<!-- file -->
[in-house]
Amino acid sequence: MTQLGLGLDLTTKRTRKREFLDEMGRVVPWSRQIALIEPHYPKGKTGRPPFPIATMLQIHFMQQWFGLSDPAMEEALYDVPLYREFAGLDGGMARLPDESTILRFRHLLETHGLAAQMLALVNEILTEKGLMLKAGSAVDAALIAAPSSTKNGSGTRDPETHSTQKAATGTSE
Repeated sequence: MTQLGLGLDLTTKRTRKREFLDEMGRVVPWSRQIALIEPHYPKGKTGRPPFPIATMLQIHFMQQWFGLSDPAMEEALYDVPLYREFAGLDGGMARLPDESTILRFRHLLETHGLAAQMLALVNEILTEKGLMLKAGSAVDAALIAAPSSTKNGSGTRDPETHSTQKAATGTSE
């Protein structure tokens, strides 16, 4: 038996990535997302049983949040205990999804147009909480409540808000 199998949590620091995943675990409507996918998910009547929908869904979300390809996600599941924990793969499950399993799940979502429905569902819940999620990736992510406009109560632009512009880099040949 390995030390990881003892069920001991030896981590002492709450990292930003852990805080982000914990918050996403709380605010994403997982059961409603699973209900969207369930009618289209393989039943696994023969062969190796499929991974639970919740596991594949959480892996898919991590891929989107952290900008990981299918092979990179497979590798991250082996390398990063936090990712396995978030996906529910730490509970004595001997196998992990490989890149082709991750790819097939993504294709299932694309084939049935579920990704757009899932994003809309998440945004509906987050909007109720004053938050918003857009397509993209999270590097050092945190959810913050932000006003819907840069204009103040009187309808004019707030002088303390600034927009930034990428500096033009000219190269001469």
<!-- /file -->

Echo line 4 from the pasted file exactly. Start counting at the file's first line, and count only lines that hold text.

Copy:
């Protein structure tokens, strides 16, 4: 038996990535997302049983949040205990999804147009909480409540808000 199998949590620091995943675990409507996918998910009547929908869904979300390809996600599941924990793969499950399993799940979502429905569902819940999620990736992510406009109560632009512009880099040949 390995030390990881003892069920001991030896981590002492709450990292930003852990805080982000914990918050996403709380605010994403997982059961409603699973209900969207369930009618289209393989039943696994023969062969190796499929991974639970919740596991594949959480892996898919991590891929989107952290900008990981299918092979990179497979590798991250082996390398990063936090990712396995978030996906529910730490509970004595001997196998992990490989890149082709991750790819097939993504294709299932694309084939049935579920990704757009899932994003809309998440945004509906987050909007109720004053938050918003857009397509993209999270590097050092945190959810913050932000006003819907840069204009103040009187309808004019707030002088303390600034927009930034990428500096033009000219190269001469």